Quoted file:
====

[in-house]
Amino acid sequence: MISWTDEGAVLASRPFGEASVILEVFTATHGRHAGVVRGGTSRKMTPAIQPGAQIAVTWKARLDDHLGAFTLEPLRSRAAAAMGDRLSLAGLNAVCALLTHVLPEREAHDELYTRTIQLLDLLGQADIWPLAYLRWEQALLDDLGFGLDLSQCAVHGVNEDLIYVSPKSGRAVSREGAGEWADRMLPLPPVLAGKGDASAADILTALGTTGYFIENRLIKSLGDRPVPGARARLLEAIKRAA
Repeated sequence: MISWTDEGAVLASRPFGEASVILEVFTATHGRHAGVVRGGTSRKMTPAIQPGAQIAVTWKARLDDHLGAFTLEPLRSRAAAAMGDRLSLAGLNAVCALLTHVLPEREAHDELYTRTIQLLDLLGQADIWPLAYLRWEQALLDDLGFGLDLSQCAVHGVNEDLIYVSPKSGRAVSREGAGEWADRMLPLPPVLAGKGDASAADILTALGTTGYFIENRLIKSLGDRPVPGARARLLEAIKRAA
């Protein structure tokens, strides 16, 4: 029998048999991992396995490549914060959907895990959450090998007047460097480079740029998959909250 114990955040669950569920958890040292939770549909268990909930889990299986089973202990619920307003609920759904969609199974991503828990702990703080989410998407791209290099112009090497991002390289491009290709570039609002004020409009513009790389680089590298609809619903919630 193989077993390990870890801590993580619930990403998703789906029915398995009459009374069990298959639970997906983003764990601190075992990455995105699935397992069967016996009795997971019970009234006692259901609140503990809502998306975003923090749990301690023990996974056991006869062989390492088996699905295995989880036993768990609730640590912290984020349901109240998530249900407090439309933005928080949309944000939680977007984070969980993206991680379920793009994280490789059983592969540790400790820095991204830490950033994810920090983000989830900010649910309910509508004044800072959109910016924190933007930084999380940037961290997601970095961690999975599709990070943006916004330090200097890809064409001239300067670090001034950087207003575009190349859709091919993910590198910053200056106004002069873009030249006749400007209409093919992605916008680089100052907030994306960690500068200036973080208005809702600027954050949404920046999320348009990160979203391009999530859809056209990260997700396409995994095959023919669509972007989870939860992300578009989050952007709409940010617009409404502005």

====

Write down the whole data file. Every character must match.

[in-house]
Amino acid sequence: MISWTDEGAVLASRPFGEASVILEVFTATHGRHAGVVRGGTSRKMTPAIQPGAQIAVTWKARLDDHLGAFTLEPLRSRAAAAMGDRLSLAGLNAVCALLTHVLPEREAHDELYTRTIQLLDLLGQADIWPLAYLRWEQALLDDLGFGLDLSQCAVHGVNEDLIYVSPKSGRAVSREGAGEWADRMLPLPPVLAGKGDASAADILTALGTTGYFIENRLIKSLGDRPVPGARARLLEAIKRAA
Repeated sequence: MISWTDEGAVLASRPFGEASVILEVFTATHGRHAGVVRGGTSRKMTPAIQPGAQIAVTWKARLDDHLGAFTLEPLRSRAAAAMGDRLSLAGLNAVCALLTHVLPEREAHDELYTRTIQLLDLLGQADIWPLAYLRWEQALLDDLGFGLDLSQCAVHGVNEDLIYVSPKSGRAVSREGAGEWADRMLPLPPVLAGKGDASAADILTALGTTGYFIENRLIKSLGDRPVPGARARLLEAIKRAA
């Protein structure tokens, strides 16, 4: 029998048999991992396995490549914060959907895990959450090998007047460097480079740029998959909250 114990955040669950569920958890040292939770549909268990909930889990299986089973202990619920307003609920759904969609199974991503828990702990703080989410998407791209290099112009090497991002390289491009290709570039609002004020409009513009790389680089590298609809619903919630 193989077993390990870890801590993580619930990403998703789906029915398995009459009374069990298959639970997906983003764990601190075992990455995105699935397992069967016996009795997971019970009234006692259901609140503990809502998306975003923090749990301690023990996974056991006869062989390492088996699905295995989880036993768990609730640590912290984020349901109240998530249900407090439309933005928080949309944000939680977007984070969980993206991680379920793009994280490789059983592969540790400790820095991204830490950033994810920090983000989830900010649910309910509508004044800072959109910016924190933007930084999380940037961290997601970095961690999975599709990070943006916004330090200097890809064409001239300067670090001034950087207003575009190349859709091919993910590198910053200056106004002069873009030249006749400007209409093919992605916008680089100052907030994306960690500068200036973080208005809702600027954050949404920046999320348009990160979203391009999530859809056209990260997700396409995994095959023919669509972007989870939860992300578009989050952007709409940010617009409404502005």